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C SC 620 Advanced Topics in Natural Language Processing Sandiway Fong C SC 620 Advanced Topics in Natural Language Processing Sandiway Fong

Student Presentations Today • Ben Wing: Cross-Linguistic Discovery of Semantic Regularity. Peters, W. et Student Presentations Today • Ben Wing: Cross-Linguistic Discovery of Semantic Regularity. Peters, W. et al.

Machine Translation • Readings in Machine Translation, Eds. Nirenburg, S. et al. MIT Press Machine Translation • Readings in Machine Translation, Eds. Nirenburg, S. et al. MIT Press 2003. • Part 1: Historical Perspective • Reading list: – – – Introduction. Nirenburg, S. 1. Translation. Weaver, W. 3. The Mechanical Determination of Meaning. Reifer, E. 5. A Framework for Syntactic Translation. Yngve, V. 6. The Present Status of Automatic Translation of Languages. Bar. Hillel, Y.

Paper 1: Translation, W. Weaver • A War Anecdote - Language Invariants – “I Paper 1: Translation, W. Weaver • A War Anecdote - Language Invariants – “I was amazed to discover that, for (apparently) widely varying languages, the basic logical structures have important common features” - [citing Reichenbach] – Modern comment: • In linguistic theory, we have the Universal Grammar (UG) hypothesis. The idea there is a dedicated language faculty of the human brain. Core language principles and constraints are the same, languages exhibit parametric differences with respect to word order, sentence constructions, etc.

Paper 1: Translation, W. Weaver • Translation and Computers – Weaver: • Semantic difficulties Paper 1: Translation, W. Weaver • Translation and Computers – Weaver: • Semantic difficulties - multiple meanings • Domain restrictions - scientific literature (less semantic difficulty). • Rough translation - “inelegant (but intelligible)” still worthwhile – Wiener: • Basic English is the reverse of mechanical and throws upon such words as get a burden which is much greater than most words carry – Weaver: • Multiple meanings on get yes but a limited number of two word combinations get up, get over, get back • 2000 words => 4 million two word combinations - not formidable to a “modern” (1947) computer

 • (make children; • (make children; "Abraham begot Isaac"; "Men often father children but don't recognize them") • (undergo (as of injuries and illnesses); "She suffered a fracture in the accident"; "He had an insulin shock after eating three candy bars"; "She got a bruise on her leg"; "He got his arm broken in the scuffle") • (be stricken by an illness, fall victim to an illness; "He got AIDS"; "She came down with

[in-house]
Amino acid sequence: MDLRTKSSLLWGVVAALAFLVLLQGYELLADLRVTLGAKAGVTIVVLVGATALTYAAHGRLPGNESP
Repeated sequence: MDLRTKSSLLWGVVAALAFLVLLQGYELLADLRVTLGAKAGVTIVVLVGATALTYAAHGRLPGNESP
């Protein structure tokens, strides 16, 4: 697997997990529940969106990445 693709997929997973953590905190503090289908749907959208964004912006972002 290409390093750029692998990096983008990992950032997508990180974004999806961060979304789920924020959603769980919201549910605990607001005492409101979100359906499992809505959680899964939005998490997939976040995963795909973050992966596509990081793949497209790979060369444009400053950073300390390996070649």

Get in WN (as a verb) has 37 senses • (take the first step Get in WN (as a verb) has 37 senses • (take the first step or steps in carrying out an action; "We began working at dawn"; "Who will start? "; "Get working as soon as the sun rises!"; "The first tourists began to arrive in Cambodia"; "He began early in the day") • (receive a specified treatment (abstract); "These aspects of civilization do not find expression or receive an interpretation"; "His movie received a good review"; "I got nothing but trouble for my good intentions") • (grasp with the mind; "did you catch that allusion? "; "We caught something of his theory in the lecture"; "don't catch your meaning"; "did you get it? "; "She didn't get the joke") • (be a mystery or bewildering to; "This beats me!"; "Got me--I don't know the answer!"; "a vexing problem") • (reach by calculation; "What do you get when you add up these numbers? ") • (cause to do; cause to act in a specified manner; "The ads induced me to buy a VCR"; "My children finally got me to buy a computer"; "My wife made me buy a new sofa")

Paper 1: Translation, W. Weaver • Translation and Computers – A translation procedure that Paper 1: Translation, W. Weaver • Translation and Computers – A translation procedure that does little more than handle a one-toone correspondence of words cannot hope to be useful for problems of literary translation [23 rd Psalm vs. technical material], in which style is important, and in which the problems of idiom, multiple meanings, etc. , are frequent. • The Future of Computer Translation Look at four topics… – Meaning and Context • What is the window size N to determine whether fast means rapid or motionless? • Statistical semantic character of language • Microcontext to settle difficult cases of ambiguity

Paper 1: Translation, W. Weaver • The Future of Computer Translation – Language and Paper 1: Translation, W. Weaver • The Future of Computer Translation – Language and Logic • Theorem [Mc. Culloch & Pitts, 1943]: A [computer] contructed with regenerative loops of a certain formal character is capable of deducing any legitimate conclusion from a finite set of premises • Implies • “… as written language is an expression of logical character, this theorem assures one that the problem is at least formally solvable” – Translation and Cryptography • Citing Shannon’s work, he asks: “If we have useful methods for solving almost any cryptographic problem, may it not be that with proper interpretation we already have useful methods for translation? ”

Paper 1: Translation, W. Weaver • The Future of Computer Translation – Language and Paper 1: Translation, W. Weaver • The Future of Computer Translation – Language and Invariants • Most promising approach … • “Thus may it be true that the way to translate from Chinese to Arabic, or from Russian to Portuguese, is not to attempt the direct route, shouting from tower to tower. Perhaps the way is to descend, from each language, down to the common base of human communication the real but as yet undiscovered universal language - and then reemerge by whatever particular route is convenient. ” • Modern comment: – Interlingua or proto-language?